Well at some point I had to tackle the issue of where I call home. When I collected Eleanor from school I initially said let’s go up to the flat/apartment. Now I say, “let’s go home”. We are now entering our fourth week and we have fallen into some kind of routine. Today my Mandarin teacher asked if I was English…. well now… talk about a can of worms. Those of you who know me well enough understand my protestations of being called English. Today I succumbed. When I explained that I am Northern Irish, there was an intake of breath from my teacher. Apparently “Northern Irish” is really difficult to say in Mandarin. So there you have it because of pronunciation issues I am by default English.
We went to the government office of Suzhou yesterday (or something to that effect) and have handed in our passports over for a period of about 2 weeks in order that our residency can get sorted, and I suppose once that is done we will be officially residents of Suzhou.
Eleanor is learning Mandarin at school and came home yesterday counting to 10. I came home from my mandarin class on Tuesday able to count up to 9. Though I also knew how to ask for a telephone number (both a mobile and a landline)!
Mandarin is, as our teacher at New Concept Mandarin keeps saying, quite logical. Though I am not appreciating the fact that I need to do mental arithmetic in my head, working out the numbers in Chinese and then saying the date. For instance 28th August 2014 is 2014 (all separate numbers not 2014 but two zero one four) 8 (they just say the months as numbers – the months have no names except their numerical order, and then 28 is two ten eight. (2×10+8). The days of the week is “week +1,2,3 etc for their numerical order. Sunday though is not 1 but is special having no number is attached – the literal meaning is weekday.
Today’s Chinese life lesson was that the metro/subway/tube does not take 100RMB notes. The ticket is only 2RMB. But the only note I had in my purse is the largest note the Chinese use. My nearest metro station does not have a shop, the nearest building is the Court. And there was no one at the help desk, My one lesson in Mandarin was not going to get me very far, and of course when I want someone – anyone – the place (at rush hour) was deserted. Aha, a person coming up the escalator. She comes out of the barrier, I stand and block her way and pathetically ask her if she speaks English. She shakes her head. I wave my red note at her and point to the ticket machine. Her eyes light up in understanding, she puts down her handbag, and from my vantage point I see wads of. notes in her bag. She takes out a bundle of 10s, counts them and hands me 10 notes. I now have the correct denomination to put in the machine, get my 2 RMB ticket and change. I arrive at my Mandarin lesson with minutes to spare.
Lesson completed and off to lunch via some supermarkets. I am getting used to knowing where the expat supermarkets are and what they stock. 2 of them have salt and vinegar crisps and one today stocked weetabix and they all have SPAM. I don’t know how many of my blog readers regularly have SPAM, but I for one can count on one finger (and even that would be too many), how many times I have had the canned product. The one today (SUMMIT on Singa Plaza), also stocked Robertsons mincemeat. (Could really have done with this in December 2018 when I have a proper oven and was on the hunt for more mincemeat for mince pies). I had to explain to my American friend what mincemeat was. Tip of the day – buy what you see when you see it. The supermarket also had Bombay Sapphire gin and PIMMS No 1 cup.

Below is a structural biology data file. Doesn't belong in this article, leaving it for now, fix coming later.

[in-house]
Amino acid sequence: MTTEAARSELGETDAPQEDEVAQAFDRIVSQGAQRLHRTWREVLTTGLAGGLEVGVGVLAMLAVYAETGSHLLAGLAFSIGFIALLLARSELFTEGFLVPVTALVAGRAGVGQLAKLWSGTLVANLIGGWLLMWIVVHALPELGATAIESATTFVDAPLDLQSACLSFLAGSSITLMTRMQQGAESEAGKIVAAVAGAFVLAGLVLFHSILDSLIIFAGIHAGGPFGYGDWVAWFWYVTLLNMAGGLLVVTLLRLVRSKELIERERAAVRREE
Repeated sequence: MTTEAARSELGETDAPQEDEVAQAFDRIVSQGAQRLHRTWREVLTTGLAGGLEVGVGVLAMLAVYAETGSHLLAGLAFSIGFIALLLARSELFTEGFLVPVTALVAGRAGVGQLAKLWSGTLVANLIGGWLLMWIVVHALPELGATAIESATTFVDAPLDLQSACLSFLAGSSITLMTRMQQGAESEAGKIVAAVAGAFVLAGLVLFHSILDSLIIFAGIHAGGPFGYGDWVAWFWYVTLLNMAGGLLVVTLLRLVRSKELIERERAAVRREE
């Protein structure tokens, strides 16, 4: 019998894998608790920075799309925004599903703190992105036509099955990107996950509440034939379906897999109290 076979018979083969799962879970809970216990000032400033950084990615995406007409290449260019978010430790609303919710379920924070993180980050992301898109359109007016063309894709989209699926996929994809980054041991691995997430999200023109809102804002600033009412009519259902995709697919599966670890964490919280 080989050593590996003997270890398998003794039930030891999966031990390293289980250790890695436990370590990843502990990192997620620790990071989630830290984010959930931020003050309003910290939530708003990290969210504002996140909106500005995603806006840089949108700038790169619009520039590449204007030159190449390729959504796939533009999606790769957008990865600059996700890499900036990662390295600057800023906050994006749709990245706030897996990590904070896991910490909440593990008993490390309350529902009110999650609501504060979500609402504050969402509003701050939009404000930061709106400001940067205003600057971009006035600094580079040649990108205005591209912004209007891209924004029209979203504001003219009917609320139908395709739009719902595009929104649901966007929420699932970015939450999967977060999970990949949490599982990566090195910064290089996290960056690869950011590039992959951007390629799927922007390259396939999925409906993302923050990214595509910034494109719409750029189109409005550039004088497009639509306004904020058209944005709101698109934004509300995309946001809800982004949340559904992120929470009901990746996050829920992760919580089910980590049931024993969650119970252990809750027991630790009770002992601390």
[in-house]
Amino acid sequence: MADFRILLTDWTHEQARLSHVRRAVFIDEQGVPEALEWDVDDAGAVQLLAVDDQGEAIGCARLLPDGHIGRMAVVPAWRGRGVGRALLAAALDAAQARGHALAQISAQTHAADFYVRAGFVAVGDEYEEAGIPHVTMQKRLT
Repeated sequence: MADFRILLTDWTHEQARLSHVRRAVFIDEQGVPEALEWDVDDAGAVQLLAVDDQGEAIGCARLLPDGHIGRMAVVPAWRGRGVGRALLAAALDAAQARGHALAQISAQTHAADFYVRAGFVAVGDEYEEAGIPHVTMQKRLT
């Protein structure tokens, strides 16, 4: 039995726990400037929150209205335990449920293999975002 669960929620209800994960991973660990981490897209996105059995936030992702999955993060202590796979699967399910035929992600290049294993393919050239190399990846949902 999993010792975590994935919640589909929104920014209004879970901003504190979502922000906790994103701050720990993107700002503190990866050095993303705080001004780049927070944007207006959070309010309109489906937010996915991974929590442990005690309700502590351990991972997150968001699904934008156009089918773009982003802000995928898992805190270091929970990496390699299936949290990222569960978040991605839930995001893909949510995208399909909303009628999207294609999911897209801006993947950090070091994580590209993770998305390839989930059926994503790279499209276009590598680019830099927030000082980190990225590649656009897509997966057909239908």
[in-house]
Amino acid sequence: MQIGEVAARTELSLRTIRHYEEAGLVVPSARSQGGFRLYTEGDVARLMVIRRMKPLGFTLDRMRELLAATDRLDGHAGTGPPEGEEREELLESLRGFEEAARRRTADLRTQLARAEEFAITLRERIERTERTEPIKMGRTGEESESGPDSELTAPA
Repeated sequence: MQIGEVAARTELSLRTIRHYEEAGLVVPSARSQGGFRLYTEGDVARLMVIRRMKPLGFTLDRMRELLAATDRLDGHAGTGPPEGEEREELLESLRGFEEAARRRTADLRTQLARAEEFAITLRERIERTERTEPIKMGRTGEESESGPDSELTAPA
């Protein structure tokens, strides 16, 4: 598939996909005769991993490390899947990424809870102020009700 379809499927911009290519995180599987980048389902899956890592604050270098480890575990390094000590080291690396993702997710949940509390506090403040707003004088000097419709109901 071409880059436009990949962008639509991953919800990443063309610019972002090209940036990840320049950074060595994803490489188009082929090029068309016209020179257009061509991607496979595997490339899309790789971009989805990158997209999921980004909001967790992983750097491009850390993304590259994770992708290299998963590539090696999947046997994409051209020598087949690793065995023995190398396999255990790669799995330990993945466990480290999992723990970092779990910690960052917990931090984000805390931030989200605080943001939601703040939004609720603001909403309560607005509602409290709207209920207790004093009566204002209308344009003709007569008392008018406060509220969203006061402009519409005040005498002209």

Katie my now knowledgeable about mincemeat friend showed me where the baking shop was today. This place is amazing and whilst it is a small corner shop it holds everything that a baker could possibly want…. a small fortune will undoubtedly be spent here, but perhaps like the craft store it won’t be as much as the UK. (2018 and I haven’t been back recently – need to go on an explore and see if it is still there).
On Tuesday I ventured to school, again by buses 100 and 27 to see Eleanor at assembly. I met another mum on the 27, who was clearly surprised to see another westerner on the bus to Dulwich. She said that in her 3 years of going to the school on the public bus she rarely saw another parent. It is clear that “drivers” take mums to school when their husbands have carpooled to work.
Assembly was good. Eleanor spoke on stage to her classmates, the rest of year 1, year 2 and reception about trying to write. She got a golden balloon and star for her efforts in music. They they watched a video of the Hare and the Tortoise with the theme being about trying tortoises. A phrase now used regularly in our house when trying new food. Superhero day was also a success – even if I do say so myself. I think Eleanor’s costume was the only truly homemade one and it survived. She did question me at the end of the day as to why I had been at assembly. I replied that she had wanted me there, that I didn’t work so could come. But this was clearly the wrong answer. We had tears, but I think that was more to do with the fact that she had been up at 5am excited by the arrival of the tooth fairy who had taken her first tooth, left some money and a balloon.
Martin has had some really long days in his first teaching week, but is really enjoying it. The students are delightful, motivated, keen, hungry and thirsty for maths – just up Martin’s street. I have only failed at putting dinner on the table once this week – and that was on Tuesday when I started class, went to Eleanor’s school and having been up at 5am I did not feel like cooking so we had street food.